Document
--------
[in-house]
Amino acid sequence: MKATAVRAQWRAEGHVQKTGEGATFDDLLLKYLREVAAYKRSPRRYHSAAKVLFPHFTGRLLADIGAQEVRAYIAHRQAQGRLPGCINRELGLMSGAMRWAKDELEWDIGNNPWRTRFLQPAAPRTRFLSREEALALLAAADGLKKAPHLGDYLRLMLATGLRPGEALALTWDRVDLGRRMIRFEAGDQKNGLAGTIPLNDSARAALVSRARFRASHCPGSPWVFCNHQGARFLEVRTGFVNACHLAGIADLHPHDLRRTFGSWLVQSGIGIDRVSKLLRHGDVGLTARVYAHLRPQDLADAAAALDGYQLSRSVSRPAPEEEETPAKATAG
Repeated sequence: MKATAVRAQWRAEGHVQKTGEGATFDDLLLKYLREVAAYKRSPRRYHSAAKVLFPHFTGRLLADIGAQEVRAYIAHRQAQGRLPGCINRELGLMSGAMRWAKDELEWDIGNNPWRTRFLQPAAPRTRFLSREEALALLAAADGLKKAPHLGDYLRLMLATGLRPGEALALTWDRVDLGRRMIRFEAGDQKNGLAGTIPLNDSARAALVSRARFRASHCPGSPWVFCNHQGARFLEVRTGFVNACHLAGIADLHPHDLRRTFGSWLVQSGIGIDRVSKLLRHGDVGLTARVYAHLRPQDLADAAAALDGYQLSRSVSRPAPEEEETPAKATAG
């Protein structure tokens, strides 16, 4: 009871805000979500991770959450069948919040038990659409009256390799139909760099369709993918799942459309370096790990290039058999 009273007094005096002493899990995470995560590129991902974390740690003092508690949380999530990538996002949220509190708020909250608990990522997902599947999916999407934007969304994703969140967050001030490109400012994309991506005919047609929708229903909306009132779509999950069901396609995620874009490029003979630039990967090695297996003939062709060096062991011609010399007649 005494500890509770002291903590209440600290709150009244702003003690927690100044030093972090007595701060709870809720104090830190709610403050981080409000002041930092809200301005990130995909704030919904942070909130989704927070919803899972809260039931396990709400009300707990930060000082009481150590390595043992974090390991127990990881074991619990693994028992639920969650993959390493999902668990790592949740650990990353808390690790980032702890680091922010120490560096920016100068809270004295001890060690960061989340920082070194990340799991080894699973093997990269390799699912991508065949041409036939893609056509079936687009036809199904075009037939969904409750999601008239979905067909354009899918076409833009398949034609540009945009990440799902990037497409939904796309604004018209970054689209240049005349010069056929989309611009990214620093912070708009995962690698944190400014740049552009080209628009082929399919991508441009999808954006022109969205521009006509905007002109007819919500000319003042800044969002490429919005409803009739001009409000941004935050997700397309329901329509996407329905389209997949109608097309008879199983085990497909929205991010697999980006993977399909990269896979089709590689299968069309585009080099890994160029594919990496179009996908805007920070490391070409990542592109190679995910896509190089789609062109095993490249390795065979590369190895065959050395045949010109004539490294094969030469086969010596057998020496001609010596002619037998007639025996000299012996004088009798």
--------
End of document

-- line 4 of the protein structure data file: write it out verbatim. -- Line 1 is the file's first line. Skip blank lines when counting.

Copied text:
């Protein structure tokens, strides 16, 4: 009871805000979500991770959450069948919040038990659409009256390799139909760099369709993918799942459309370096790990290039058999 009273007094005096002493899990995470995560590129991902974390740690003092508690949380999530990538996002949220509190708020909250608990990522997902599947999916999407934007969304994703969140967050001030490109400012994309991506005919047609929708229903909306009132779509999950069901396609995620874009490029003979630039990967090695297996003939062709060096062991011609010399007649 005494500890509770002291903590209440600290709150009244702003003690927690100044030093972090007595701060709870809720104090830190709610403050981080409000002041930092809200301005990130995909704030919904942070909130989704927070919803899972809260039931396990709400009300707990930060000082009481150590390595043992974090390991127990990881074991619990693994028992639920969650993959390493999902668990790592949740650990990353808390690790980032702890680091922010120490560096920016100068809270004295001890060690960061989340920082070194990340799991080894699973093997990269390799699912991508065949041409036939893609056509079936687009036809199904075009037939969904409750999601008239979905067909354009899918076409833009398949034609540009945009990440799902990037497409939904796309604004018209970054689209240049005349010069056929989309611009990214620093912070708009995962690698944190400014740049552009080209628009082929399919991508441009999808954006022109969205521009006509905007002109007819919500000319003042800044969002490429919005409803009739001009409000941004935050997700397309329901329509996407329905389209997949109608097309008879199983085990497909929205991010697999980006993977399909990269896979089709590689299968069309585009080099890994160029594919990496179009996908805007920070490391070409990542592109190679995910896509190089789609062109095993490249390795065979590369190895065959050395045949010109004539490294094969030469086969010596057998020496001609010596002619037998007639025996000299012996004088009798």